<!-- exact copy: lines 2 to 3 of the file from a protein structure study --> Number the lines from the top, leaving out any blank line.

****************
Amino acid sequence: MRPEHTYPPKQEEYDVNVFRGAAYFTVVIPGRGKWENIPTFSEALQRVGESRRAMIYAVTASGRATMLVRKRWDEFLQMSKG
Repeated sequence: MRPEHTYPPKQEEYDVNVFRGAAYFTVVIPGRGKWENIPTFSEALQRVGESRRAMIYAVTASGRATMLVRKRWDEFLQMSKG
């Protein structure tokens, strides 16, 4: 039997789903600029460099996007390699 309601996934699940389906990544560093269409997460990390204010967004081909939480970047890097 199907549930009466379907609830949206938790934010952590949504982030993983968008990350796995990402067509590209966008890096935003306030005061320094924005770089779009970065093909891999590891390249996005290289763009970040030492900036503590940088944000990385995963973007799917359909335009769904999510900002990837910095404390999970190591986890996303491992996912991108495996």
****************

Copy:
Repeated sequence: MRPEHTYPPKQEEYDVNVFRGAAYFTVVIPGRGKWENIPTFSEALQRVGESRRAMIYAVTASGRATMLVRKRWDEFLQMSKG
């Protein structure tokens, strides 16, 4: 039997789903600029460099996007390699 309601996934699940389906990544560093269409997460990390204010967004081909939480970047890097 199907549930009466379907609830949206938790934010952590949504982030993983968008990350796995990402067509590209966008890096935003306030005061320094924005770089779009970065093909891999590891390249996005290289763009970040030492900036503590940088944000990385995963973007799917359909335009769904999510900002990837910095404390999970190591986890996303491992996912991108495996």